A sign at the Butze Rapids Trail entrance warns of wolves

Wolf concerns at Butze not reaching conservation officers

Wolf sightings in the Butze Rapids Trail has made some anxious about using the trail, especially with their dogs.

Wolf sightings in the Butze Rapids Trail has made some anxious about using the trail, especially with their dogs.

But Gareth Scrivner, a conservation officer in the North Coast zone, said the office hasn’t received more complaints than usual.

Scrivner said the Terrace conservation office has received 10 wolf complaints in the Prince Rupert area so far this year, and only two complaints about the animal come in close contact with humans. Scrivner said these were from the same incident, where a wolf ran after a cyclist near Kloiya Bay.

Scrivner estimates the office receives about five calls per year regarding wolves on Butze Rapids Trail.

“I think in the last five or six years we’ve removed one wolf from the trail itself, and that was probably four years ago. But we probably remove two wolves a year on average from Kaien Island,” he said.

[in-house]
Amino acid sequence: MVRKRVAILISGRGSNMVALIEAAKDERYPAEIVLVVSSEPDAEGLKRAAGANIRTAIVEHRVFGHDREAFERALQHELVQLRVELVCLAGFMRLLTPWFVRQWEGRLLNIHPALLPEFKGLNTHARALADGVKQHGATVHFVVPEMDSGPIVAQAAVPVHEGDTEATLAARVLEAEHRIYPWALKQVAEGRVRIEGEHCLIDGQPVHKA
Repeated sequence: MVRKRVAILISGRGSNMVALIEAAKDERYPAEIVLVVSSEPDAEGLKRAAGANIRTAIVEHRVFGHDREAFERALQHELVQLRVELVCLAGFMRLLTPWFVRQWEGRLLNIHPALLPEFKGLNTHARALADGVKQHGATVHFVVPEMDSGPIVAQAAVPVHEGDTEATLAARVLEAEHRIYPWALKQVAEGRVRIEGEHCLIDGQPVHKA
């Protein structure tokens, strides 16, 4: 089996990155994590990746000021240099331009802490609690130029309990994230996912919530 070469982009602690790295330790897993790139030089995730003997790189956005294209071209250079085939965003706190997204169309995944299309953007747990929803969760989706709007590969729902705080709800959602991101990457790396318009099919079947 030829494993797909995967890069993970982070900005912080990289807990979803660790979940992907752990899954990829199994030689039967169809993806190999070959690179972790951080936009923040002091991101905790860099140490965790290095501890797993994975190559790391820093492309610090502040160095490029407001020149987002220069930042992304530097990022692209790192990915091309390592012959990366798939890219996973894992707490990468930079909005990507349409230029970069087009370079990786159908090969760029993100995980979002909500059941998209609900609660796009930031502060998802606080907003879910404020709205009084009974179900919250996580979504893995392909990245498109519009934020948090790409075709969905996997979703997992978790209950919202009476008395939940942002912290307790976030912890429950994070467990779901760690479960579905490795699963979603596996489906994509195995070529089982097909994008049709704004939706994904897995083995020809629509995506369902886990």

Because wolves are territorial, they are more likely to move in if there is a dog present. But there are ways to prevent any problems from occurring.

“If folks are concerned about their dog’s safety, having them on a leash is the best thing to do,” Scrivner said, adding it’s important to control dogs if there’s wolves present.

“Get them back so they’re not going to disappear into the bush,” he said, noting the office has been informed of dogs being killed after chasing wolves away from their owners.

Scrivner said wolves are usually scared off by making loud noises, adding to always increase distance so the animal doesn’t feel threatened. For additional protection, Scrivner said people could choose to carry bear spray.

The conservation office depends on the public to monitor wildlife concerns, encouraging people to report all sightings by calling the B.C. Conservation Office Service’s 24/7 hot-line at 1-877-952-7277.